by delire (809063) on Tuesday July 29, 2008 @12:19PM (#24388293)
    From TA

    "As far as eye candy, KDE 4.1 looks simply stunning."

    I look at this screenshot [linux.com] linked from the article however and I see a confusing mash-up of design agendas. Dolphin file manager looks drab and strangely cluttered with shallow implied 3D for tabs and other delimiters yet the OS X style scroll bars bulge out. What are those scrollbars supposed to be made of? Blown glass? Gel? The panel at the bottom caves in with greater depth than the background image.. The simulated lighting model they're using to shade elements come from all over the place. I can count about 3 contradicting implied directional lights, from the panel to the icons to the widgets themselves..

    Other things confuse: What is that Logitech logo doing in the top-right corner? Those tiny minimise/maximise buttons look like they're from another universe entirely: not echoed in any other element on the desktop, lest of all the stripey title bar.

    I'm not convinced much effort has been spent on making KDE look 'stunning'..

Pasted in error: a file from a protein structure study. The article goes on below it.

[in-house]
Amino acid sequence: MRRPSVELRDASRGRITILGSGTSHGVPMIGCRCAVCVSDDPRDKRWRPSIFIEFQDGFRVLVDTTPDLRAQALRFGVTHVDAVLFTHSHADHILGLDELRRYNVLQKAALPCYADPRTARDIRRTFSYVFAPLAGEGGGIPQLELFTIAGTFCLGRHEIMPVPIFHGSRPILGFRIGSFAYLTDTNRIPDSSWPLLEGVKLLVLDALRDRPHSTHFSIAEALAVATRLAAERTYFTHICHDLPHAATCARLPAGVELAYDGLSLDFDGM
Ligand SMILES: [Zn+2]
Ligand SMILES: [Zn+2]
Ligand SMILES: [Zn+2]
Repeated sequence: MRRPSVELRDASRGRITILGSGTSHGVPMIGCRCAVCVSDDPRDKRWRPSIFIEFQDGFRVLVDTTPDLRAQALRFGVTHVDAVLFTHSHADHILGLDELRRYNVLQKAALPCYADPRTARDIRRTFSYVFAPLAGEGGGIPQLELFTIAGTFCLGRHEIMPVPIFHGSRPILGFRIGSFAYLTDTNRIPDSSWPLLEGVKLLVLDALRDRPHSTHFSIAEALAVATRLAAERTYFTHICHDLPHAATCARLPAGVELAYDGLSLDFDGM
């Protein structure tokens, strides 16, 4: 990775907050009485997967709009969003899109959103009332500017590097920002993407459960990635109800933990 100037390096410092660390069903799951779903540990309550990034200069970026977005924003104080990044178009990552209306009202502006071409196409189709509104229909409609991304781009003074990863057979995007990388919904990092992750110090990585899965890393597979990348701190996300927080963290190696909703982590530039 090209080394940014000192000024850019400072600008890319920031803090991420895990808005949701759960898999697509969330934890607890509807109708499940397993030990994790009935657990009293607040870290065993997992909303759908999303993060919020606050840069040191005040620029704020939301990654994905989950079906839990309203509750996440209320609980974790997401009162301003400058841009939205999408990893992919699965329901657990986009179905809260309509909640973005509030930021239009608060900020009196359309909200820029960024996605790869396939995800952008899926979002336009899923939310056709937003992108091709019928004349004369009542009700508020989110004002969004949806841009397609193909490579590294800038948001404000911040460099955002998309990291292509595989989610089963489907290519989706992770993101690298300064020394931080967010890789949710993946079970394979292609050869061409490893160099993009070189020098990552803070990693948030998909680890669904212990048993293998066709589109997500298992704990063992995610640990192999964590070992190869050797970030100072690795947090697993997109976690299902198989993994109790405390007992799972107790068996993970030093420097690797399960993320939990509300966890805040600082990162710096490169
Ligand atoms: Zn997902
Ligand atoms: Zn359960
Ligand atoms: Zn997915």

KDE was very tweakable last time I looked so I'm sure someone will come up with a unifying theme. Glad to hear stability and speed have been greatly improved.

  • Ugh. (Score:4, Informative)

    by monkeySauce (562927) on Tuesday July 29, 2008 @12:21PM (#24388337) Journal

    STILL can't hide system tray icons?

    This is a big problem for me. I don't have a widescreen monitor, so the system tray is taking over the panel, squeezing my task bar to a frustratingly small size.

    KDE3 has an excellent system tray icon hiding mechanism. Why does KDE4 make me look at them all, all the time?

    • Re: (Score:3, Informative)

      by icebear.dk (182125)

      I follow the KDE panel development mailing lists and blogs so I read just this week that the System tray hiding is going into the KDE SVN or is already in. I don't know if it will be backported to a KDE 4.1.1, but it is a definite for 4.2.

  • by SpinyNorman (33776) on Tuesday July 29, 2008 @12:43PM (#24388641)

    Can someone please clue me in as to what a plasmoid is? What are the differences between a plasmoid and a regular application? Why would I want to use, say, a folder view plasmoid rather than a regular file browsing app?

    • by Haeleth (414428) on Tuesday July 29, 2008 @01:51PM (#24389741) Journal

      Can someone please clue me in as to what a plasmoid is?

      As usual, Wikipedia is your friend:

      A plasmoid is an extra-chromosomal DNA molecule separate from the chromosomal DNA which is capable of replicating independently of the chromosomal DNA. In many cases, it is circular and double-stranded. Plasmoids usually occur naturally in bacteria, but are sometimes found in eukaryotic organisms (e.g., the 2-micrometre-ring in Saccharomyces cerevisiae).